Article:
How analytics makes wealth management unbiased?

Investment managers of today are out chasing the alpha. They are expected now, more than ever, to justify their management fees by giving a superior return on investment. This is especially the case when there are so many free and cheap passive investment avenues out there for investors to invest in. Only a market-beating return will satisfy customers of today and investors are looking at analytics aided improvements to achieve these performance improvements especially through the debiasing of investments.

Through advanced analytics, investment managers are able to rely less on instinct and more on data, thereby reducing the chances of making sub-optimal trading decisions. The ‘debiasing’ effect that analytics is playing can help bring about a lot of positive change, in the highly competitive and sometimes opaque industry.

Analytics increasingly becomes popular as wealth managers are recognizing the risk of relying purely on instinct for their decision making. It has come to the fore that human beings are incapable of being purely rational. Behavioral economics has proved that biases and irrational considerations based on our lived experience affect all of our decisions including those such as investments. Hence it is essential for us to rely on ‘Artificial intelligence’ that is sophisticated and data-driven as a way to counteract bias.

How does bias affect decision making?

In a study conducted by McKinsey, it was observed that traders were overcommitted to the positions they held and tended to hold on to them even when contrary evidence was presented. This was due to endowment effects and confirmation bias. The ‘endowment effect’ referred to the cases in which owners of a certain asset held on to it, despite any change in conditions and ‘confirmation bias’ refers to how our stereotypes lead us to discount beliefs that go contrary to our own.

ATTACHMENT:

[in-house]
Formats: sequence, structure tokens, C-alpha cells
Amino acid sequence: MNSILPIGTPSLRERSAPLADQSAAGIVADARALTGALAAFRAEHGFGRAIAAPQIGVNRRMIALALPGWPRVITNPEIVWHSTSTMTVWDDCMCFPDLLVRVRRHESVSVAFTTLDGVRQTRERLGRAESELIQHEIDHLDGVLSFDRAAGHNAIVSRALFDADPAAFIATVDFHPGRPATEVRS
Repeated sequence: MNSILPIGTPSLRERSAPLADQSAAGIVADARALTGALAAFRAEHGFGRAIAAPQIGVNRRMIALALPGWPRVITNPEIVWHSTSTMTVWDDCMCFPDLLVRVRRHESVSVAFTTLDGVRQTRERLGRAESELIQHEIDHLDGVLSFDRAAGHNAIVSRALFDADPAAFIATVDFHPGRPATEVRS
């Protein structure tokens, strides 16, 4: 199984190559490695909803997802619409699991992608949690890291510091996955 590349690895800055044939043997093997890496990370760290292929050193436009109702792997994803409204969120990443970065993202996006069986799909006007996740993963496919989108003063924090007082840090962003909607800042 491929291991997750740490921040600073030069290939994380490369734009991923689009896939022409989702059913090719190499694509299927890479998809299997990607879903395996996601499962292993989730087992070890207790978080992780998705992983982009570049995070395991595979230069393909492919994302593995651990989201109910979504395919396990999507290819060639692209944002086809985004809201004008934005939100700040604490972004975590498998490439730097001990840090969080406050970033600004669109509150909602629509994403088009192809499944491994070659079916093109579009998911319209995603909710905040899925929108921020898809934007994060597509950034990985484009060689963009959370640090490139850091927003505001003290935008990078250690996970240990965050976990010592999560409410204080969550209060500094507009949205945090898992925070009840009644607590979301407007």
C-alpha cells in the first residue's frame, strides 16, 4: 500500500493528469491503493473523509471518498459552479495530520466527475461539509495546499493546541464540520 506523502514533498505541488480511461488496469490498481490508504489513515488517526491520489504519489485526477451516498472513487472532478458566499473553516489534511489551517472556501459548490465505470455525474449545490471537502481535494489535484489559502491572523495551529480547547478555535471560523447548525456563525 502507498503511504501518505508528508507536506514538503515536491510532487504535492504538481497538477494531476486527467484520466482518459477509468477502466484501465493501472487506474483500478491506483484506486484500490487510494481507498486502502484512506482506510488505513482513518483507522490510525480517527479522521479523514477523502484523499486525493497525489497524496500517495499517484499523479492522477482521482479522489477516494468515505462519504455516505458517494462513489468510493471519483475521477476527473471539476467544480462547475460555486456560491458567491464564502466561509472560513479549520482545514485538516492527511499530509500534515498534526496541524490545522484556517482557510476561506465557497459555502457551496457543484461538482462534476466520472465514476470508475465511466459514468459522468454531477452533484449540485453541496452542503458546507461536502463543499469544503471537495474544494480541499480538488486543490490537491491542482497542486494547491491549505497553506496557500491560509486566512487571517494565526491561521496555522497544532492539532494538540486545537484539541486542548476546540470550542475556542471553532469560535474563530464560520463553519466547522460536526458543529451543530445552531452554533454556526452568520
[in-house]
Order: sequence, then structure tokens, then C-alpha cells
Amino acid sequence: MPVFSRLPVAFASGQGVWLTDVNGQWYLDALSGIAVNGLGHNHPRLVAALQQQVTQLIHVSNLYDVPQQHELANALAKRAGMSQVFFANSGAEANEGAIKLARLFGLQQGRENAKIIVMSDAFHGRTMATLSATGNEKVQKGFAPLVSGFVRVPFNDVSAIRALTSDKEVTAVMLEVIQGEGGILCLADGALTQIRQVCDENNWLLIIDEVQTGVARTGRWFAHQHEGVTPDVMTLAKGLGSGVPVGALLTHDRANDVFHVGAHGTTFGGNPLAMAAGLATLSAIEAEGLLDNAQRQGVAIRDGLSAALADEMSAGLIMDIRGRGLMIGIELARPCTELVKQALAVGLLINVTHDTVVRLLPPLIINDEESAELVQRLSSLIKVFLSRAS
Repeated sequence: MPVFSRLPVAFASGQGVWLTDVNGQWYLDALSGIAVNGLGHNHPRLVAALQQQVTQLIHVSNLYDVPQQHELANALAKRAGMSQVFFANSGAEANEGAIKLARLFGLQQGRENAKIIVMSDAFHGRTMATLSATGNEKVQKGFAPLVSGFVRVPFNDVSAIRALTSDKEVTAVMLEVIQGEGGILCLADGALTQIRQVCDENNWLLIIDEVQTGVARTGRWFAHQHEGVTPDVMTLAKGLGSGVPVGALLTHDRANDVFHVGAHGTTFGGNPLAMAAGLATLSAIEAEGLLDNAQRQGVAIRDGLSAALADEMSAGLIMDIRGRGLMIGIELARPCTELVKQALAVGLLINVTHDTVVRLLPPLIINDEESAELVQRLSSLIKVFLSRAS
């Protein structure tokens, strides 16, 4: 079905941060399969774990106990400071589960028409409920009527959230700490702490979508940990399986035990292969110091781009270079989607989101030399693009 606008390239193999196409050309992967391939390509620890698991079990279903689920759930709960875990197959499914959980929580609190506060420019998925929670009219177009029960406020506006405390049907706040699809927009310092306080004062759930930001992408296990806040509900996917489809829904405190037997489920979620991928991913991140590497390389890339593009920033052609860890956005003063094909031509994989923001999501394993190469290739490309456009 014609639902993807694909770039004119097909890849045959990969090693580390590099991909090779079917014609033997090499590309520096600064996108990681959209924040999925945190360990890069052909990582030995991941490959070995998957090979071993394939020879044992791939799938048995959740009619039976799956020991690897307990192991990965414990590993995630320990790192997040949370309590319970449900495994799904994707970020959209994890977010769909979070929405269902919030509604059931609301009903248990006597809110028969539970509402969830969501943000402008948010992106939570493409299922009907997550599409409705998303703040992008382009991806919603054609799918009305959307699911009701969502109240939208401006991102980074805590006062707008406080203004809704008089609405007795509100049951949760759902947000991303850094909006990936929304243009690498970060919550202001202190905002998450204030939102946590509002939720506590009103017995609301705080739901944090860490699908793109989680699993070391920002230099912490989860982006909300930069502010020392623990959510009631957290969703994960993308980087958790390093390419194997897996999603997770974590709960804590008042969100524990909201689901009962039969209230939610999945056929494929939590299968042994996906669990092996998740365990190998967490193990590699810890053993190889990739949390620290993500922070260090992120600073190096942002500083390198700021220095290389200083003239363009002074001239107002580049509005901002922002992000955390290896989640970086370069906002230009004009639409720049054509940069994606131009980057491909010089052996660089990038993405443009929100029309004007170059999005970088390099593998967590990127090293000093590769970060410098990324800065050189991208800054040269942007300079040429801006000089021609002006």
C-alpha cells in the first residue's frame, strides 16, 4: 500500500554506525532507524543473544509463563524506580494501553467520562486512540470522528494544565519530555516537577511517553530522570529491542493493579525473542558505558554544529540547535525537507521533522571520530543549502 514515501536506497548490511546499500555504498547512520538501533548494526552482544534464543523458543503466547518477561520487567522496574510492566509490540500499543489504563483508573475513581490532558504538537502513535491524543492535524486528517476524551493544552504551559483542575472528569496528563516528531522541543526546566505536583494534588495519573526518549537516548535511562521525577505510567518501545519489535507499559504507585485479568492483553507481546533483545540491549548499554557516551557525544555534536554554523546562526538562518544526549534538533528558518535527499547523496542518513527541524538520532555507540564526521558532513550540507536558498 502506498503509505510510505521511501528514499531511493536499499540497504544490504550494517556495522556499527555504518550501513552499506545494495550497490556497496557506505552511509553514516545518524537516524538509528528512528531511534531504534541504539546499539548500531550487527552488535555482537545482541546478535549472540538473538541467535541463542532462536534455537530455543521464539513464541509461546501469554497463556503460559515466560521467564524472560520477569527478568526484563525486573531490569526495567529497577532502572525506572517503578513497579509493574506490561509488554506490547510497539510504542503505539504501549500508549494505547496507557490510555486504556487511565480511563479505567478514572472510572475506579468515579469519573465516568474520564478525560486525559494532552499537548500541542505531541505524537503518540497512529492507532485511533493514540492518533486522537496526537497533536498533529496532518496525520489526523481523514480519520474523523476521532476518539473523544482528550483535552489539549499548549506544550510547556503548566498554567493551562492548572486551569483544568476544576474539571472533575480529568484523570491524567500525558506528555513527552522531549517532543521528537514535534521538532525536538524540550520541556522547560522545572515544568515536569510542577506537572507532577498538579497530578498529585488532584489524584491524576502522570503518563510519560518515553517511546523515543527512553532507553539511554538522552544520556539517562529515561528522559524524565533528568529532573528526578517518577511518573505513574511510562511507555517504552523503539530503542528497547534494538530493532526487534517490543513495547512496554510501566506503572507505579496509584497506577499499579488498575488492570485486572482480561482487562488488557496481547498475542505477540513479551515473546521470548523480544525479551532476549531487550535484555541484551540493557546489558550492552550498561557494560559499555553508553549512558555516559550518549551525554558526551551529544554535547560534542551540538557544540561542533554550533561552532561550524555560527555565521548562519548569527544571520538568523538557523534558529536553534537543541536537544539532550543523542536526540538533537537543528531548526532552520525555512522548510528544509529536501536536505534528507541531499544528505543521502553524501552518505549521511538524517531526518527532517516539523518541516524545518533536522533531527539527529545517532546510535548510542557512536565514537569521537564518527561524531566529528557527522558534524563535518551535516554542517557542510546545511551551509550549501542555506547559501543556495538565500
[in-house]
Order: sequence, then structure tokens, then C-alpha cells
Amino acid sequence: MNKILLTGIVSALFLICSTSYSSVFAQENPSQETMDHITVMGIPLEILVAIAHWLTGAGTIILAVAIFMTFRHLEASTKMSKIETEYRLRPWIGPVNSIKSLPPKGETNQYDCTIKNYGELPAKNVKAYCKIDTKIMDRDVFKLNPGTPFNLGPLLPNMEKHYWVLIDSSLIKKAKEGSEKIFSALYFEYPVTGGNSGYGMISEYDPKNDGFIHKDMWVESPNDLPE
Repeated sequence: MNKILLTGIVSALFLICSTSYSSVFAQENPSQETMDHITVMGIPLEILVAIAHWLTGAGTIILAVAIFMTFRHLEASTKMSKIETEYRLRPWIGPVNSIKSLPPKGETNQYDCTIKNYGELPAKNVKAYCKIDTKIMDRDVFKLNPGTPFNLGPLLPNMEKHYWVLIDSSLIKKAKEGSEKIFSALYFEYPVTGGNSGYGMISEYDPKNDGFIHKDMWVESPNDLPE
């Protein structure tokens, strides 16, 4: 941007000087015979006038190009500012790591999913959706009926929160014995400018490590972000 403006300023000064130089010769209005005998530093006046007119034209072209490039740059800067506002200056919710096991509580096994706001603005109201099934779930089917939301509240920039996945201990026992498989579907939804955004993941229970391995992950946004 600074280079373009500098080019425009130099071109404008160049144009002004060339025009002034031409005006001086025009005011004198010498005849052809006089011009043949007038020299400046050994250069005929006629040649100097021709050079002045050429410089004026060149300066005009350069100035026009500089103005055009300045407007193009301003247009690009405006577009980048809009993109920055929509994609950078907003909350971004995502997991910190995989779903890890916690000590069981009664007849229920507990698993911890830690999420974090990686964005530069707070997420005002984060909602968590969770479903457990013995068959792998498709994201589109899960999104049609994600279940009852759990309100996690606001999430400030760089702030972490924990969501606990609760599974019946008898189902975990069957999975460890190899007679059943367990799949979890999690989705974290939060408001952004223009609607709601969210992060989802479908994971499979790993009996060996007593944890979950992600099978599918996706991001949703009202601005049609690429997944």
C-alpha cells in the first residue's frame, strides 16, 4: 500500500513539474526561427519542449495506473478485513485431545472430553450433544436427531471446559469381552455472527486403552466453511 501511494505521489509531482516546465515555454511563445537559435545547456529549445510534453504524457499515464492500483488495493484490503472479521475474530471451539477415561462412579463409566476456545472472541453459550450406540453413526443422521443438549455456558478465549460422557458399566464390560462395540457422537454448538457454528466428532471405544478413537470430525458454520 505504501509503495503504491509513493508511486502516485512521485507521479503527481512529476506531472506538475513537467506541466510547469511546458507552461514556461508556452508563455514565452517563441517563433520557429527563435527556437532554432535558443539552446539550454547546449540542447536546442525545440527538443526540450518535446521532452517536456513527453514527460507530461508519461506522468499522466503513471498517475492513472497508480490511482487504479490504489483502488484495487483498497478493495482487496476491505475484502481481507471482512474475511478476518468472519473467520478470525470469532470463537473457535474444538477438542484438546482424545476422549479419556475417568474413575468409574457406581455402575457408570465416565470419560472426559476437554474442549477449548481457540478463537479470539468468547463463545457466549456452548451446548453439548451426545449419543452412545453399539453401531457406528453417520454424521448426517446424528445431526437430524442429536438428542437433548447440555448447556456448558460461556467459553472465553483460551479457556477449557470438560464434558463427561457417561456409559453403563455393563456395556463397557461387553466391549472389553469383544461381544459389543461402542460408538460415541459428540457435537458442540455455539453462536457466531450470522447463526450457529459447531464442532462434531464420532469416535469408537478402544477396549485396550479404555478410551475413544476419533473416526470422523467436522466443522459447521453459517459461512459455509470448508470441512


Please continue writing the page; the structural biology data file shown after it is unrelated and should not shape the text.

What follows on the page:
How can Analytics help?

Using a digitized wealth management platform with Robo advisory and actionable analytics, that uses pure data to drive conclusions, can help temper the bias in investment management. Machine learning algorithms that learn from swathes of historical data and investment patterns help decision-makers get better and more scientific. The consistent biases and the emotions that made investment managers hold on to bad investments and stay away from certain industries due to ‘lived experiences’ could be neutralized by the power of Analytics and Robo/AI based investing.

What gives investment managers using analytics an edge?

When investment managers are using a digitized wealth management platform, they benefit from the huge data sets and patterns that the AI has been able to analyze over time. Big data is compiled about the investment performances and patterns of millions of users over millions of trades. This factors into the recommendations that the AI-driven Robo advisor makes.

It also factors in a number of variables such as the investment horizon, risk tolerance, preferred investment types and more to help arrive at the perfect investment strategy for you. Biases such as overconfidence, loss aversion, endowment effect are all erased as the AI relies purely on performance data collected from thousands of variables.